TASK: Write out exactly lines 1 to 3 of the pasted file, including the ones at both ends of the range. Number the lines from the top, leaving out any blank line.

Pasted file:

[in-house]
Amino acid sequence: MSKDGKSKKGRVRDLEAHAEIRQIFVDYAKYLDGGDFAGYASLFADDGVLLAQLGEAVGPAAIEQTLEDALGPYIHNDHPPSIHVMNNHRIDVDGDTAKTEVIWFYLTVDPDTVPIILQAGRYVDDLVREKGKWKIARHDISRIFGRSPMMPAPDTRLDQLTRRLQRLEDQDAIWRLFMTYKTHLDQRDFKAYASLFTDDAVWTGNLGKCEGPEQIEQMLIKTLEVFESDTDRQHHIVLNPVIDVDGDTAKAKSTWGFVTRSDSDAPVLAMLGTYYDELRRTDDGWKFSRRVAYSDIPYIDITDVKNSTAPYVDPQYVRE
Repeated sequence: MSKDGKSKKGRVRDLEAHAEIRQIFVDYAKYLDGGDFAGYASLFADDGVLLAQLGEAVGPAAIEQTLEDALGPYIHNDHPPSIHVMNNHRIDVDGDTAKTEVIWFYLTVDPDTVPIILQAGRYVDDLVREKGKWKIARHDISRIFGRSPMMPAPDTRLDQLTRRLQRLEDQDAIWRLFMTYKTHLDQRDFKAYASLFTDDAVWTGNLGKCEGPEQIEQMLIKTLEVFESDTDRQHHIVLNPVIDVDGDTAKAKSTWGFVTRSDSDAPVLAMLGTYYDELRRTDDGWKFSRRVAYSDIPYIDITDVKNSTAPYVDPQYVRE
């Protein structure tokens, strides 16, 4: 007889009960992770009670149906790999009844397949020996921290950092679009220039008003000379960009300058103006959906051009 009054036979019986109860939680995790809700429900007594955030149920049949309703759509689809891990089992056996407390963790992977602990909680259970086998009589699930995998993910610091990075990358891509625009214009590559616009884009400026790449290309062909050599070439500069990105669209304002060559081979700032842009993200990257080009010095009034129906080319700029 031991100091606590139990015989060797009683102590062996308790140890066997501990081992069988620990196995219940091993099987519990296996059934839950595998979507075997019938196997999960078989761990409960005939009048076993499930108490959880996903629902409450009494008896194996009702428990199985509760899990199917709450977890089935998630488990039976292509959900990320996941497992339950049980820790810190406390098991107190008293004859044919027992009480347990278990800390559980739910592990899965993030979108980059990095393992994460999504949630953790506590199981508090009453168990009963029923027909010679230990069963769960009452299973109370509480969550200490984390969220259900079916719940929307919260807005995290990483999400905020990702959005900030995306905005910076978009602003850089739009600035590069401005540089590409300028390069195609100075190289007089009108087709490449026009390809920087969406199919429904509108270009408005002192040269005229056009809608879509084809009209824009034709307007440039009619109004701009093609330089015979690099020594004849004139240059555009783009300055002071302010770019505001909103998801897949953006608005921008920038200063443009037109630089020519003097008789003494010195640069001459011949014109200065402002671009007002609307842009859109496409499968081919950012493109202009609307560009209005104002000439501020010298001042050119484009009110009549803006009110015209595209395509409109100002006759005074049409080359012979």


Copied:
[in-house]
Amino acid sequence: MSKDGKSKKGRVRDLEAHAEIRQIFVDYAKYLDGGDFAGYASLFADDGVLLAQLGEAVGPAAIEQTLEDALGPYIHNDHPPSIHVMNNHRIDVDGDTAKTEVIWFYLTVDPDTVPIILQAGRYVDDLVREKGKWKIARHDISRIFGRSPMMPAPDTRLDQLTRRLQRLEDQDAIWRLFMTYKTHLDQRDFKAYASLFTDDAVWTGNLGKCEGPEQIEQMLIKTLEVFESDTDRQHHIVLNPVIDVDGDTAKAKSTWGFVTRSDSDAPVLAMLGTYYDELRRTDDGWKFSRRVAYSDIPYIDITDVKNSTAPYVDPQYVRE
Repeated sequence: MSKDGKSKKGRVRDLEAHAEIRQIFVDYAKYLDGGDFAGYASLFADDGVLLAQLGEAVGPAAIEQTLEDALGPYIHNDHPPSIHVMNNHRIDVDGDTAKTEVIWFYLTVDPDTVPIILQAGRYVDDLVREKGKWKIARHDISRIFGRSPMMPAPDTRLDQLTRRLQRLEDQDAIWRLFMTYKTHLDQRDFKAYASLFTDDAVWTGNLGKCEGPEQIEQMLIKTLEVFESDTDRQHHIVLNPVIDVDGDTAKAKSTWGFVTRSDSDAPVLAMLGTYYDELRRTDDGWKFSRRVAYSDIPYIDITDVKNSTAPYVDPQYVRE